My questions are will this be face frame or frameless construction? And will it be inset or overlay doors and drawers? I don’t need to know the answer to these questions but you should find out what they are expecting. If they don’t know just suggest what ever you are more comfortable with.

You really should visit the job site to verify the room dimensions. If you make it 20” deep the sinks they pick may not fit if they use deck mounted faucets. If you make it 25” deep it may incroach on the doorway (I have no idea what the layout of the room is I’m just sayin’...).

Also find out the height they want. Our standard is to make vanities 36” finished height but we just a house in Rancho Santa Fe where they wanted all of them a 32” (that was the standard back in the day). And of course if they want to use vessel sinks you may have to go lower than that. We did a bath for couple in Ritz Cove that wanted her vanity at 38” and his at 42” (they were both very tall).

It is drawn as face frame but you may want to find out what they have in the rest of the house.

We would probably charge $2,800 for a vanity like that in maple, face frame, overlay and with solid maple dovetail drawer boxes with under-mount soft close drawer slides and concealed Blum soft close hinges. Plus $700 for finishing. That price would include design, shop drawings, manufacture, delivery and installation.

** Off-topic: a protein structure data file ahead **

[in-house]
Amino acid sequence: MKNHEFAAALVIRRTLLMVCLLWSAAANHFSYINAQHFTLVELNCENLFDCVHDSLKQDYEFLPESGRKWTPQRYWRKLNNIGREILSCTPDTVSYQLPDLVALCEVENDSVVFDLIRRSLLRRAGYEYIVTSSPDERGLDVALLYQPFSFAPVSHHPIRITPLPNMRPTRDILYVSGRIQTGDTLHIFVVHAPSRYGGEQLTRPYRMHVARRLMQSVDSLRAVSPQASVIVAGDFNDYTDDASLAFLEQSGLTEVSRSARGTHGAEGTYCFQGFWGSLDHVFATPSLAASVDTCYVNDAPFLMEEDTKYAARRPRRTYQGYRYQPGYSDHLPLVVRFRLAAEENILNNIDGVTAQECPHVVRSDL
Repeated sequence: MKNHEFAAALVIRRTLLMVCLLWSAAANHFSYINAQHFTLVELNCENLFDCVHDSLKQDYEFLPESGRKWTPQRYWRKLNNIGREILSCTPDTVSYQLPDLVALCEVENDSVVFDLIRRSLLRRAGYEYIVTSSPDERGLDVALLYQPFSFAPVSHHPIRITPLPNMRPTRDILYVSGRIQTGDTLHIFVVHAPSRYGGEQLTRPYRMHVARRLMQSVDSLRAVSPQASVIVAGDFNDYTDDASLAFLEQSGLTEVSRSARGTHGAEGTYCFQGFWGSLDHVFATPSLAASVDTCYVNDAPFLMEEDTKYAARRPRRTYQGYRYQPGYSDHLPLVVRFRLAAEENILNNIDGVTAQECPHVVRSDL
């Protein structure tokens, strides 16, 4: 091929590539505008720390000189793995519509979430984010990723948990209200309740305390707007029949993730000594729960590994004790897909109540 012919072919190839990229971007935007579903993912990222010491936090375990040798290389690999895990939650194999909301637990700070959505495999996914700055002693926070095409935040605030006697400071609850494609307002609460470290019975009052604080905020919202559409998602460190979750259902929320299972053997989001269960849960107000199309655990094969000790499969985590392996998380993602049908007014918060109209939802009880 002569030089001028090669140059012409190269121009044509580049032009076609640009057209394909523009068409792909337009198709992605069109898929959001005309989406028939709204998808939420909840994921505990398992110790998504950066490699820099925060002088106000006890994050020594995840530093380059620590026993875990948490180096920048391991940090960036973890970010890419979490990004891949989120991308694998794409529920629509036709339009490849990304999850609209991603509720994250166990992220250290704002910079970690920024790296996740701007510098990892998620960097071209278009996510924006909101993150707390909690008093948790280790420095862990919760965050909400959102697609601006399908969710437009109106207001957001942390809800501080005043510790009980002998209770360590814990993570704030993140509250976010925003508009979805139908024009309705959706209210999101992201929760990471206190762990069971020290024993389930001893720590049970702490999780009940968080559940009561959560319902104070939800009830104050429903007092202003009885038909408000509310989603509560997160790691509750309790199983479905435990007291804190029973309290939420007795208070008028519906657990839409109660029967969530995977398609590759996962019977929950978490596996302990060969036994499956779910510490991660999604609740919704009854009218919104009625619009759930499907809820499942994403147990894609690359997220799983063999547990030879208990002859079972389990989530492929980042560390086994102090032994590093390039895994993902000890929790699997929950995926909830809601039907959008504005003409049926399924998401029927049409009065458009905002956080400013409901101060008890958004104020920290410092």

You might want to find out what sinks they are planning to use. The sketch looks like you may want to make them a little further apart so they have more elbow room. The NKBA guidelines recommend a minimum 36” center to center for a two sink vanity but I think that is a tight.

I guess what I am saying is challenge everything. Don’t just build what they ask for, make sure it will really work for them and they will be happy with it for years to come.

Good luck and be sure to keep us posted on your progress.